France (206,311), United Kingdom (194,353), Romania (150,246), Italy (129,272), Germany (119,710) and Spain (101,592) are the EU27 countries with the highest abortion rates, and accounted for 77% of all abortions.

Spain is the country with the highest increase in number of abortions over the last 10 years (1996-2006) with an increase of 99%.

5. People start families later in life, at almost 30 years (EU25).

Average age at maternity has increased by 2.6 years. Age at maternity has increased by 2.6 years in the EU25 in recent years, going from 27.1 in 1980 to almost 30 (29.7) in 2006. Spanish women (30.88 years old) are, along with Italian women (30.8) and Dutch women (30.58), the EU27 females who have their first child latest.

III. Dramatic fall in marriage rate in Europe

6. Dramatic fall in marriage rate in Europe. 737,752 fewer marriages than in 1980. Over 26 years (1980-2006), the number of marriages in the EU27 has decreased by more than 737,000, equivalent to 23.9%. In spite of a population increase of 36 million (1980-2006). The marriage rate has dropped from 6.75 in 1980 to 4.85 in 2006. In countries such as Bulgaria, Slovenia or Hungary, the fall in marriage rate has been around 50%, i.e. For every 2 marriages that took place in 1980, now there is only 1.

7. People are starting families later. Women at an average age of around 29, men over 31. In the space of barely 25 years, Europeans have delayed by more than 5 years the age at which they start a family (5.5 years for women and 5.2 years for men), men being over 31 and women approaching 29.

8. One out of every 3 children (33.9 %) is born outside marriage in the EU27. This affects more than 1.7 million children each year. Of the 5,209,942 births in the EU27 in 2006, 1,766,733 were born to unmarried parents. This represents 33.9% of births. Estonia (58.24%), Sweden (55.47%), Bulgaria (50.79%) and France (50.49%) are the countries where there are more births outside marriage than within it.

France, with 419,192 births, is the country with the highest number of births outside marriage, followed by the United Kingdom with 326,792. These two countries alone account for 42% of the total.

9. There are over one million divorces and 365,000 more divorces than in 1980. Marital breakdown has increased by 369,365 in 26 years (1980-2006), an increase of 55%. Spain, with an increase of 290%, is the EU country with the highest increase in marital breakdown over the last 10 years (1996-2006).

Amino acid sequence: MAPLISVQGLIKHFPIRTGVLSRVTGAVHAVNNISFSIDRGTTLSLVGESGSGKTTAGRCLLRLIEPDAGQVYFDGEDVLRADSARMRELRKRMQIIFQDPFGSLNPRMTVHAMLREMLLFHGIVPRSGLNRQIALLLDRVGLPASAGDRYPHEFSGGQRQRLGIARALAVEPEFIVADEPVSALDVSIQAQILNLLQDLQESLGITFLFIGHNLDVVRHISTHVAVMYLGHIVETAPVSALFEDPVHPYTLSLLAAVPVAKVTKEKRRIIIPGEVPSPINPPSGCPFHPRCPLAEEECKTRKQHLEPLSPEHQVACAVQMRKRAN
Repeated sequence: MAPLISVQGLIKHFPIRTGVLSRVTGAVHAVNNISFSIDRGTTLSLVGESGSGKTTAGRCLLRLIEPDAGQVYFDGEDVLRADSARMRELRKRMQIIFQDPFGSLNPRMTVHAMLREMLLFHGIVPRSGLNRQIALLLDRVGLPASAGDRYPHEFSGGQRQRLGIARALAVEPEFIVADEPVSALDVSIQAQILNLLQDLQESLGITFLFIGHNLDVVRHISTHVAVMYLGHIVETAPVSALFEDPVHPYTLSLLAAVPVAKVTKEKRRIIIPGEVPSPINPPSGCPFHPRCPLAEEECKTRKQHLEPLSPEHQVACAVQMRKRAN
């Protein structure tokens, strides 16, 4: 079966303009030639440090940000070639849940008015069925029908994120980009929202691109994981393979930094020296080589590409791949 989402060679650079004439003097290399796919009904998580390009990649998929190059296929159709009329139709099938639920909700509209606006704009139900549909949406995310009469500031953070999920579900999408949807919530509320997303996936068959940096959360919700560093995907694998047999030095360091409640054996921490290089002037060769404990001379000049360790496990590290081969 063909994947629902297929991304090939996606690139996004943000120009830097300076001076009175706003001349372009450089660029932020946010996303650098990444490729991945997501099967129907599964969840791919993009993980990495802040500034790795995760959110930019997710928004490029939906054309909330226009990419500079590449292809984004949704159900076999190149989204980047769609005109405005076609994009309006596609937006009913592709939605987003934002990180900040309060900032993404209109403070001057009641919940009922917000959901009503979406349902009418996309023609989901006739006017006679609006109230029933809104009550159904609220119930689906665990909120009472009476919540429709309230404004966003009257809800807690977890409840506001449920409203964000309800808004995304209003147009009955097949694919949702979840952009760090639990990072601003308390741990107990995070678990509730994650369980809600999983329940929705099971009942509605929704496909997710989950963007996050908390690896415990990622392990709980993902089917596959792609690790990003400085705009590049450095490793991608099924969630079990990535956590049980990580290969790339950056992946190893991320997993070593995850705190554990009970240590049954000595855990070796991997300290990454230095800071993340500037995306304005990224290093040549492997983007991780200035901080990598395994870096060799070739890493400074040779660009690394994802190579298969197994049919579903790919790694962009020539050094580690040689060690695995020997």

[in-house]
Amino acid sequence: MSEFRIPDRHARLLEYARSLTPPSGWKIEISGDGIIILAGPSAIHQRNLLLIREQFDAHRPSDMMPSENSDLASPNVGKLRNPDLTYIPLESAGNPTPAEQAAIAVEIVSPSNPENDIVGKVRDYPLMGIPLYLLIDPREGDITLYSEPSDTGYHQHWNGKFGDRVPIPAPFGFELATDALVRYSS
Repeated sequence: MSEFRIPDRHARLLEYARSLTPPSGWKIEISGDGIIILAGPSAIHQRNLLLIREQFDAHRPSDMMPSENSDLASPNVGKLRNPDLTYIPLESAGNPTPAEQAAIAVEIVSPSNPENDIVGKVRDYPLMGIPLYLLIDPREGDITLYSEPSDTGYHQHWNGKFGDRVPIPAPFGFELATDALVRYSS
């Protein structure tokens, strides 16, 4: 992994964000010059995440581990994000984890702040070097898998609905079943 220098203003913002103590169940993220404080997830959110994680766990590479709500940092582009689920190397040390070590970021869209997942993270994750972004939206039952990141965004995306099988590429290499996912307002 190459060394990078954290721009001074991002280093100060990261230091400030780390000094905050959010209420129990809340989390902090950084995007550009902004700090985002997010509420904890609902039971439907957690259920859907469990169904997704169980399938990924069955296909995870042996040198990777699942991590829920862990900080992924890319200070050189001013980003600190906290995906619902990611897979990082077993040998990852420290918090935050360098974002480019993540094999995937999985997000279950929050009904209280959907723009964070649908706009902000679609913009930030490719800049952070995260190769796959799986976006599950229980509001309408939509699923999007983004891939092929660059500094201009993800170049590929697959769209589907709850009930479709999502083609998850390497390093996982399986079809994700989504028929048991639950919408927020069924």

Belgium, Luxembourg and Spain are the EU27 countries with the highest rate of marital breakdown. For every three marriages entered into, two end in divorce. Germany, the United Kingdom, France and Spain are the EU27 countries with the highestnumber of divorces. The number of divorces in these countries is over 605,000 and accountfor 58% of the total.

Over 10.1 million marital breakdowns in 10 years (1996-2006) in the EU27 that have affected over 15 million children.

10. Marriages last an average of 13 years before breaking down. Italy, 16.8 years, is the EU-27 country where marriages last longest before breaking down. It is followed by Spain (13.9 years) and Slovenia (13.7 years). By contrast, Austria with 10.6 years is the EU-27 country where marriage lasts the least before breaking down.

IV. Empty households

11. The size of European households is decreasing. Only 2.4 members per household. In barely 25 years (1980-2005), the average size of households has decreased by 'losing' 1.5 persons. It has gone from almost 3 persons (2.82) to 2.4 members per household. Malta (3.2), Cyprus (3.1), Romania (2.9) and Spain (2.9) are the countries with the highest number of members per household. By contrast, Germany (2.1), Denmark (2.1), Finland
(2.1), and Sweden (2.2) are the countries with the lowest number of members perhousehold.

12. European households are becoming more solitary. 1 out of every 4 households in Europe has a single dweller…27.7% of European households have only 1 person. And now more than 54 million Europeans live alone.

V. Insufficient family policies

13. Although there is growing awareness of the problems faced by families in the European Union, there is no organisation which is in charge of Family Policy, nor does it have a Family Observatory, or a Green Paper on the Family. Although there are 5 Vice-presidencies and 21 Committees within the European Commission, none of them covers the Family, being dealt with by the Committee on Employment, Social Affairs and Equal Opportunities.

The Observatory on Family Policies was created in 1989 and closed in 2004, when it was replaced by the Observatory on Demography and the Social Situation. Besides, of the 95 Green Papers written since 1984, none has been on the Family.

14. European countries start to have family organizations at first level....While European countries like Germany, Fance, Ireland, Norway, Hungary, Luxemburg, Slovenia, Belgium, Slovaquia, etc, have Ministeries of Family...